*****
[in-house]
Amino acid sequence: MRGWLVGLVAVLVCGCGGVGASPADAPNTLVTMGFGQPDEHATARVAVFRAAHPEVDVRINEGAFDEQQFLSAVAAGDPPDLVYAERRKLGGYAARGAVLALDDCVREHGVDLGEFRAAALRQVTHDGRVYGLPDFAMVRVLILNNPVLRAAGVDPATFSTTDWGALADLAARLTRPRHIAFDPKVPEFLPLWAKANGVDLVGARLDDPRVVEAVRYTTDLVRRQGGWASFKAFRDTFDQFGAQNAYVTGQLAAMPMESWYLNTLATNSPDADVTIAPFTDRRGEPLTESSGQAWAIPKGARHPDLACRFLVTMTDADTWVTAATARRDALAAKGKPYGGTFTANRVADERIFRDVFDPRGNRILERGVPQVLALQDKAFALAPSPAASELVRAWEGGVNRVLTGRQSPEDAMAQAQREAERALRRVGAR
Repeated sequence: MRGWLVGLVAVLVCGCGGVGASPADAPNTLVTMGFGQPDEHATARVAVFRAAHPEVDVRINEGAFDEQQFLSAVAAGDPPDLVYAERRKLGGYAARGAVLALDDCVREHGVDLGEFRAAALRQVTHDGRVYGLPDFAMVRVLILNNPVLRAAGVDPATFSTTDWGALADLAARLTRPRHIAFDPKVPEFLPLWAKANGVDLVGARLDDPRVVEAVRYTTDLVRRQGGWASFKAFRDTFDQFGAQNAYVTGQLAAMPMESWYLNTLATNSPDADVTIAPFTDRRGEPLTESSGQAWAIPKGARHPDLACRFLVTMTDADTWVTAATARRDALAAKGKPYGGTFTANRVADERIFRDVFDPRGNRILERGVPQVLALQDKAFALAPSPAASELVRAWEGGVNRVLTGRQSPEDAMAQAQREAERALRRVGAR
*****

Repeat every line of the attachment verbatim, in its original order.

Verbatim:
[in-house]
Amino acid sequence: MRGWLVGLVAVLVCGCGGVGASPADAPNTLVTMGFGQPDEHATARVAVFRAAHPEVDVRINEGAFDEQQFLSAVAAGDPPDLVYAERRKLGGYAARGAVLALDDCVREHGVDLGEFRAAALRQVTHDGRVYGLPDFAMVRVLILNNPVLRAAGVDPATFSTTDWGALADLAARLTRPRHIAFDPKVPEFLPLWAKANGVDLVGARLDDPRVVEAVRYTTDLVRRQGGWASFKAFRDTFDQFGAQNAYVTGQLAAMPMESWYLNTLATNSPDADVTIAPFTDRRGEPLTESSGQAWAIPKGARHPDLACRFLVTMTDADTWVTAATARRDALAAKGKPYGGTFTANRVADERIFRDVFDPRGNRILERGVPQVLALQDKAFALAPSPAASELVRAWEGGVNRVLTGRQSPEDAMAQAQREAERALRRVGAR
Repeated sequence: MRGWLVGLVAVLVCGCGGVGASPADAPNTLVTMGFGQPDEHATARVAVFRAAHPEVDVRINEGAFDEQQFLSAVAAGDPPDLVYAERRKLGGYAARGAVLALDDCVREHGVDLGEFRAAALRQVTHDGRVYGLPDFAMVRVLILNNPVLRAAGVDPATFSTTDWGALADLAARLTRPRHIAFDPKVPEFLPLWAKANGVDLVGARLDDPRVVEAVRYTTDLVRRQGGWASFKAFRDTFDQFGAQNAYVTGQLAAMPMESWYLNTLATNSPDADVTIAPFTDRRGEPLTESSGQAWAIPKGARHPDLACRFLVTMTDADTWVTAATARRDALAAKGKPYGGTFTANRVADERIFRDVFDPRGNRILERGVPQVLALQDKAFALAPSPAASELVRAWEGGVNRVLTGRQSPEDAMAQAQREAERALRRVGAR